Turning around, he walked back to the couch and sat down, burying his face in his hands.   ‘But,’ whispered his traitorous brain, ‘if I have to stay here…  Maybe….  No!  I mustn’t think that!  I have to go home, to Kathryn.   That’s where I belong!  Besides, if I do have to remain in this universe, no doubt the authorities will want to lock me away somewhere in isolation so I don’t contaminate the timeline.   That’s not much of a future.’

           Deciding he was getting nowhere in a hurry, he got to his feet and headed for bed.   But it was a long time before he fell asleep and his rest was filled with disturbing dreams.

                                         =^= =^= =^= =^= =^= =^=

           The following morning, just as Chakotay had finished dressing, his door chimed.  When he opened it, he found Tuvok standing there.

           “The captain wishes to see you in her ready room,” announced Tuvok.

           “Has there been a message from Headquarters?” asked Chakotay hopefully, but the Vulcan refused to answer.

           “The captain will explain,” was his only reply.

           Silently, they rode the turbolift to deck one, then entered the ready room from the corridor.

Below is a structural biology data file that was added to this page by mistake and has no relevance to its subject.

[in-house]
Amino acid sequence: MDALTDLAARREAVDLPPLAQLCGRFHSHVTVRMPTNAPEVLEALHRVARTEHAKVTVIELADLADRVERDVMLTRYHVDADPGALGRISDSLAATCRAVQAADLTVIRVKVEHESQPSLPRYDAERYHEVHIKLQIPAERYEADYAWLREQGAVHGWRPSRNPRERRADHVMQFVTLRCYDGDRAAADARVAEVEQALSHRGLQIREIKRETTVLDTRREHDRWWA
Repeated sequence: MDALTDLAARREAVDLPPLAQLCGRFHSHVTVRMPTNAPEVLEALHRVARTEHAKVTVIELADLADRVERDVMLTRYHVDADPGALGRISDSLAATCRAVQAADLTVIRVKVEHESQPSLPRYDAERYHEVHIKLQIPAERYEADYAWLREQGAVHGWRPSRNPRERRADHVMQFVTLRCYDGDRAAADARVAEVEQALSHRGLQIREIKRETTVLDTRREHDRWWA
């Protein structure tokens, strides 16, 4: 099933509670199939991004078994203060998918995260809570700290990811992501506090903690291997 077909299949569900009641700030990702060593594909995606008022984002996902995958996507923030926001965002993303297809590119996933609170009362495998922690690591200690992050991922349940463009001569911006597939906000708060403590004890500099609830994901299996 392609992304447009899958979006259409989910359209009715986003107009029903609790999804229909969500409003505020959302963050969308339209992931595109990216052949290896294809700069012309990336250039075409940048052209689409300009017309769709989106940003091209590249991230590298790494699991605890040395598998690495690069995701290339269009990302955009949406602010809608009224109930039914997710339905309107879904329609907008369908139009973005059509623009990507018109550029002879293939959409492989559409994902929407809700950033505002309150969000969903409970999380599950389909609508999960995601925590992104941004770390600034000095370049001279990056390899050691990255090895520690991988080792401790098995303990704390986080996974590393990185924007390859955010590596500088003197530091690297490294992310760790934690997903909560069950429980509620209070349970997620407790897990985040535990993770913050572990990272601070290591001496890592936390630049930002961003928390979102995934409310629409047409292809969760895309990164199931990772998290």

Janeway was sitting at her desk when they arrived.  “Ah, Commander, good morning,” she greeted him with a smile.

           Her use of his title didn’t escape his notice but beyond returning her greeting, he said nothing.

           She didn’t keep him in suspense.  “We have received a communication from Starfleet Command,” she told him.   “They confirm that the Chakotay of this universe is safely ensconced in his cell, precisely where he is supposed to be.   To avoid any more contamination of our timeline than has already occurred, I am ordered to facilitate your return to your own universe as quickly as possible.”

           “I am most relieved to hear that, Captain,” he replied, then paused for a moment before adding, “Did they also issue orders for my ‘disposition’ if my return proves to be impossible?”

           But she wouldn’t answer him directly.  “One bridge at a time, Commander.  With any luck, we’ll be able to get you home.”

           However, Chakotay had no trouble hearing what she wasn’t saying and knew his fears were justified.   Her eyes held a sympathetic expression at odds with her words, telling him she knew he understood the truth.